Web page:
U.S. home improvement chain Lowe's is buying Canadian rival Rona in a friendly takeover valued at $3.2 billion Cdn.
The boards of both companies unanimously approved the transaction, they said in a news release early Wednesday.
The deal would give the U.S. chain more of a foothold in Canada's competitive home improvement and renovation retail market, especially in Quebec, where Rona dominates the market.
More about the companies:
- Lowe's is based in Mooresville, N.C., and has more than 1,800 stores and 265,000 employees in the U.S., Mexico and Canada — but none in Quebec.
- Rona, with its headquarters in Boucherville, Que., has approximately 500 corporate and independent affiliate dealer stores and nine hardware and construction material distribution centres. The company has more than 17,000 employees in corporate stores and over 5,000 employees in the stores of its independent affiliate dealers.
A previous attempt by Lowe's to purchase Rona in 2012 collapsed after coolness from Rona's management and outright hostility from the Quebec government and pension fund — as well as dozens of independent merchants who operate Rona stores.
Lowe's has agreed its Canadian headquarters will be in Boucherville, and said it will maintain Rona's multiple retail store banners. Mark Satov, business advisor and founder of Satov Consultants, says he suspects the plan long term will be to continue to operate Rona in Quebec, but convert stores in the rest of the country to Lowe's.
"The Rona brand is very strong in Quebec and an also-ran everywhere else," he said in an interview.
Lowe's has also committed "to continue to employ the vast majority of its current employees and maintain key executives from Rona's strong leadership team," the release said.
Lowe's is offering $24 per share in cash — about double what the stock was worth at the end of trading on Tuesday before the announcement Wednesday.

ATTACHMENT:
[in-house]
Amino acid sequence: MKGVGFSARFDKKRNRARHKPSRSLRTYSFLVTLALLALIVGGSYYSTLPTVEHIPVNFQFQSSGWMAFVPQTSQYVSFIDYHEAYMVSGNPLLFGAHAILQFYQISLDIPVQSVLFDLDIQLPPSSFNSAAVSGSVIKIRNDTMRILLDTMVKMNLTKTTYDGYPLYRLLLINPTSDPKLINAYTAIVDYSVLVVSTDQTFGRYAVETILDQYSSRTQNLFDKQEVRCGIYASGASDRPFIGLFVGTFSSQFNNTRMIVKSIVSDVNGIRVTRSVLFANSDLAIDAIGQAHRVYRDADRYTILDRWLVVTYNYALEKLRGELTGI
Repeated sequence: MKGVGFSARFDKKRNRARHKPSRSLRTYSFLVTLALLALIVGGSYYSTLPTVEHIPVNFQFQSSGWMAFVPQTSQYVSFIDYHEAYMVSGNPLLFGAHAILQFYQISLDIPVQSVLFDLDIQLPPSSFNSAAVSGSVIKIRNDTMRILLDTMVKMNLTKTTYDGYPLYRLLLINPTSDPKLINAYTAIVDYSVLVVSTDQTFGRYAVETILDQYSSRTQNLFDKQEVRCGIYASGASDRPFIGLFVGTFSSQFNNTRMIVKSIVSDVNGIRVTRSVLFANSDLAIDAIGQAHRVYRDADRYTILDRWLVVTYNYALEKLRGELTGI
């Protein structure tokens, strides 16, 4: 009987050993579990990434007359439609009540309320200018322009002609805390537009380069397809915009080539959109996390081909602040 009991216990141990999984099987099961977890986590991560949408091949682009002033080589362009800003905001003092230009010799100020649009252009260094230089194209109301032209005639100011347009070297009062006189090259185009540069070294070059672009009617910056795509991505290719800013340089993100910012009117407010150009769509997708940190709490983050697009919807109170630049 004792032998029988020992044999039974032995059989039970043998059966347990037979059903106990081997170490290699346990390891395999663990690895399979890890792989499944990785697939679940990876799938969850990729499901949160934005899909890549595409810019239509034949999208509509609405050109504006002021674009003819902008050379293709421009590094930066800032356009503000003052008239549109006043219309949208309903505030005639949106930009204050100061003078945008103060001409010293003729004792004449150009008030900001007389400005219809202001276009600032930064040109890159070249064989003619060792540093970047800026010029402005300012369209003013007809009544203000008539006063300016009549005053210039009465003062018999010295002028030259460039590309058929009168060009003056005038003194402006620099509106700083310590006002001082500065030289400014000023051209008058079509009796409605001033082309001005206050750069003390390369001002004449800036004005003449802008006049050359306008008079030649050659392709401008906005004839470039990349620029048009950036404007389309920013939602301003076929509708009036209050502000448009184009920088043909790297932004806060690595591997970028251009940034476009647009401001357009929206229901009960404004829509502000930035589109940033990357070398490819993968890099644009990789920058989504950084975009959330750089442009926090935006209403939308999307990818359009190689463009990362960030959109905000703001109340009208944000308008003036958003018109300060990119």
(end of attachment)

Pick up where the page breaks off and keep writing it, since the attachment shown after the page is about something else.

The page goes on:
But the recent slide of the loonie is at play behind the scenes.
Lowe's offered $14.50 Cdn per share share for Rona in 2012, when the U.S. dollar and the Canadian dollar were worth the same, so that takeover would have cost Lowes's about $14 US per share at the time.embed:
Today, the loonie is worth about 71 cents US, which means this offer of $24 Cdn per share for Rona only costs Lowe's just over $17 US in the currency in which it operates. However, the buyer gets to credibly say it's offering double what the market says Rona is worth.
Put another way, Wednesday's offer for Rona is more than 60 per cent higher than the one in 2012, but in U.S. dollars, it's only about 17 per cent higher.
Rona shares soared 98 per cent Wednesday on the strength of the Lowe's offer, closing at $23.30.
What it'll take to nail down the deal
The deal still faces numerous hurdles on the road to approval.
Regulators in Canada and the U.S., including the Competition Bureau, will have to give their OK for the deal to be finalized. BMO Capital Markets analyst Peter Sklar said the deal would likely win regulatory approval.
And Rona's biggest shareholder is Quebec's pension plan, the Caisse, which owns almost one fifth of the company. In a release, the pension plan gave its OK to the offer and said it will tender its 18 million shares, saying it "believes the transaction will result in equal or superior economic activity generated by the Rona banners in Québec."
But even if it gets approved by the various regulatory bodies and shareholders, the new company has to undergo major changes to succeed as a merged company, retail consultant Bruce Winder said.
There are "cultural differences between a big U.S. chain and a Quebec company," he said. "Don't underestimate time and disruption in operations before they get their 'A' game on collectively."
Winder added that Lowe's Canada currently has a French-Canadian CEO, Sylvain Prud'homme, something which should help ease the cultural transition "to some degree."
As part of the deal, Prud'homme will stay on to head Lowe's entire Canadian division, including Rona, Lowe's said in a release.
Satov says he thinks consumers stand to benefit from the tie-up. "For sure the consumer wins," he said. "They need to grow to make this deal pay and they'll grow by fighting to keep consumers, and contractors happy."